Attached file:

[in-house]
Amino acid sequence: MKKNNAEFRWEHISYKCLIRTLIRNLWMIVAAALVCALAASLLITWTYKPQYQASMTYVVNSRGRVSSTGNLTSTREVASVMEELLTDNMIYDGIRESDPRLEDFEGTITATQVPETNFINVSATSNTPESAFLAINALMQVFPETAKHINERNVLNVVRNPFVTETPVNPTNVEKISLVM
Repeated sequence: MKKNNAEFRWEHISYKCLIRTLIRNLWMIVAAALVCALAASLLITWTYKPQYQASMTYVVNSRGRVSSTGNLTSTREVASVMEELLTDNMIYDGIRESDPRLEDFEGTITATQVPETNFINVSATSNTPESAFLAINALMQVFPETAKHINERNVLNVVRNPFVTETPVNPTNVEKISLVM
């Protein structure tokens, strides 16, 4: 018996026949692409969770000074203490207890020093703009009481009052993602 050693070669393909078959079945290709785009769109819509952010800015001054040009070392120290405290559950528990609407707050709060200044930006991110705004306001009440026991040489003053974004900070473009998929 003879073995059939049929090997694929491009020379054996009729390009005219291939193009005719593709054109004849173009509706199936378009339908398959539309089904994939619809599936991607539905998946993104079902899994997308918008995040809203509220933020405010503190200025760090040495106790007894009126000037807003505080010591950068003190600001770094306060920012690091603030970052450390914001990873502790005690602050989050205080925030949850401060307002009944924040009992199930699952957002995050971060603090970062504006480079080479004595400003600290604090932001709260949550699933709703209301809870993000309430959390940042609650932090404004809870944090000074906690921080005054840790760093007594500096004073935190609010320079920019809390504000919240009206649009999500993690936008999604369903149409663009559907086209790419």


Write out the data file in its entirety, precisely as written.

[in-house]
Amino acid sequence: MKKNNAEFRWEHISYKCLIRTLIRNLWMIVAAALVCALAASLLITWTYKPQYQASMTYVVNSRGRVSSTGNLTSTREVASVMEELLTDNMIYDGIRESDPRLEDFEGTITATQVPETNFINVSATSNTPESAFLAINALMQVFPETAKHINERNVLNVVRNPFVTETPVNPTNVEKISLVM
Repeated sequence: MKKNNAEFRWEHISYKCLIRTLIRNLWMIVAAALVCALAASLLITWTYKPQYQASMTYVVNSRGRVSSTGNLTSTREVASVMEELLTDNMIYDGIRESDPRLEDFEGTITATQVPETNFINVSATSNTPESAFLAINALMQVFPETAKHINERNVLNVVRNPFVTETPVNPTNVEKISLVM
């Protein structure tokens, strides 16, 4: 018996026949692409969770000074203490207890020093703009009481009052993602 050693070669393909078959079945290709785009769109819509952010800015001054040009070392120290405290559950528990609407707050709060200044930006991110705004306001009440026991040489003053974004900070473009998929 003879073995059939049929090997694929491009020379054996009729390009005219291939193009005719593709054109004849173009509706199936378009339908398959539309089904994939619809599936991607539905998946993104079902899994997308918008995040809203509220933020405010503190200025760090040495106790007894009126000037807003505080010591950068003190600001770094306060920012690091603030970052450390914001990873502790005690602050989050205080925030949850401060307002009944924040009992199930699952957002995050971060603090970062504006480079080479004595400003600290604090932001709260949550699933709703209301809870993000309430959390940042609650932090404004809870944090000074906690921080005054840790760093007594500096004073935190609010320079920019809390504000919240009206649009999500993690936008999604369903149409663009559907086209790419």